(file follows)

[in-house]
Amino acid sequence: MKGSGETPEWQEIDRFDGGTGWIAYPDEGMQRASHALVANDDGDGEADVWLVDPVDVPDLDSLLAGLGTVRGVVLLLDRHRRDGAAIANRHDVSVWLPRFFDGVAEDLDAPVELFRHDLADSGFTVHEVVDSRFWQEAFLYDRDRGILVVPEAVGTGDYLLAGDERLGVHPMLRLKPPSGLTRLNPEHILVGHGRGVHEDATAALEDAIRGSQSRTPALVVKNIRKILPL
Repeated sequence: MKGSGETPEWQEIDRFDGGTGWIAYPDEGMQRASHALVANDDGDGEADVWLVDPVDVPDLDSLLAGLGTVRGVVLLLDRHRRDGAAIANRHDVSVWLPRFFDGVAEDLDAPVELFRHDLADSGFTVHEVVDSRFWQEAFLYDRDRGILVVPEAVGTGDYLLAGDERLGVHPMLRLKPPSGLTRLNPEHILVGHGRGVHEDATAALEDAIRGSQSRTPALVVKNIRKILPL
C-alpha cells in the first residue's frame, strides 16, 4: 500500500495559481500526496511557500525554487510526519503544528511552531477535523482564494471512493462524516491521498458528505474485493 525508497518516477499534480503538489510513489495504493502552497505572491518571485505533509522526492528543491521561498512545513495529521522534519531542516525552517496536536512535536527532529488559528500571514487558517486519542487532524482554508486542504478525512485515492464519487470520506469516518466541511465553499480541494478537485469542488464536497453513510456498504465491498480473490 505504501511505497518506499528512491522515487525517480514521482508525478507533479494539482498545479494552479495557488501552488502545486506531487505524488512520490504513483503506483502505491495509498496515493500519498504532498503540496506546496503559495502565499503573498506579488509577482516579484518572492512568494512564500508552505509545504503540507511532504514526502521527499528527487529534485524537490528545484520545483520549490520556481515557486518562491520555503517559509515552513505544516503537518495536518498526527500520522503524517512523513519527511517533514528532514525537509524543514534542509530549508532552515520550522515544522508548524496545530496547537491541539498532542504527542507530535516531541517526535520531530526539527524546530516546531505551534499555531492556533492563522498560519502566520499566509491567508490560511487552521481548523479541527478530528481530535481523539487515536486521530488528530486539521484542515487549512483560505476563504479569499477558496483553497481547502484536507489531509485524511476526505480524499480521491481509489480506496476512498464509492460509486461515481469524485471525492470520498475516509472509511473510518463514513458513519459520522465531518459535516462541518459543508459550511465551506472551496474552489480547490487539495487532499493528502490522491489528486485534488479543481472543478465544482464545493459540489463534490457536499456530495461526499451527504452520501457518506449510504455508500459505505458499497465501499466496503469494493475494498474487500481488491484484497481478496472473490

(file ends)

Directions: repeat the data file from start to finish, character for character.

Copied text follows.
[in-house]
Amino acid sequence: MKGSGETPEWQEIDRFDGGTGWIAYPDEGMQRASHALVANDDGDGEADVWLVDPVDVPDLDSLLAGLGTVRGVVLLLDRHRRDGAAIANRHDVSVWLPRFFDGVAEDLDAPVELFRHDLADSGFTVHEVVDSRFWQEAFLYDRDRGILVVPEAVGTGDYLLAGDERLGVHPMLRLKPPSGLTRLNPEHILVGHGRGVHEDATAALEDAIRGSQSRTPALVVKNIRKILPL
Repeated sequence: MKGSGETPEWQEIDRFDGGTGWIAYPDEGMQRASHALVANDDGDGEADVWLVDPVDVPDLDSLLAGLGTVRGVVLLLDRHRRDGAAIANRHDVSVWLPRFFDGVAEDLDAPVELFRHDLADSGFTVHEVVDSRFWQEAFLYDRDRGILVVPEAVGTGDYLLAGDERLGVHPMLRLKPPSGLTRLNPEHILVGHGRGVHEDATAALEDAIRGSQSRTPALVVKNIRKILPL
C-alpha cells in the first residue's frame, strides 16, 4: 500500500495559481500526496511557500525554487510526519503544528511552531477535523482564494471512493462524516491521498458528505474485493 525508497518516477499534480503538489510513489495504493502552497505572491518571485505533509522526492528543491521561498512545513495529521522534519531542516525552517496536536512535536527532529488559528500571514487558517486519542487532524482554508486542504478525512485515492464519487470520506469516518466541511465553499480541494478537485469542488464536497453513510456498504465491498480473490 505504501511505497518506499528512491522515487525517480514521482508525478507533479494539482498545479494552479495557488501552488502545486506531487505524488512520490504513483503506483502505491495509498496515493500519498504532498503540496506546496503559495502565499503573498506579488509577482516579484518572492512568494512564500508552505509545504503540507511532504514526502521527499528527487529534485524537490528545484520545483520549490520556481515557486518562491520555503517559509515552513505544516503537518495536518498526527500520522503524517512523513519527511517533514528532514525537509524543514534542509530549508532552515520550522515544522508548524496545530496547537491541539498532542504527542507530535516531541517526535520531530526539527524546530516546531505551534499555531492556533492563522498560519502566520499566509491567508490560511487552521481548523479541527478530528481530535481523539487515536486521530488528530486539521484542515487549512483560505476563504479569499477558496483553497481547502484536507489531509485524511476526505480524499480521491481509489480506496476512498464509492460509486461515481469524485471525492470520498475516509472509511473510518463514513458513519459520522465531518459535516462541518459543508459550511465551506472551496474552489480547490487539495487532499493528502490522491489528486485534488479543481472543478465544482464545493459540489463534490457536499456530495461526499451527504452520501457518506449510504455508500459505505458499497465501499466496503469494493475494498474487500481488491484484497481478496472473490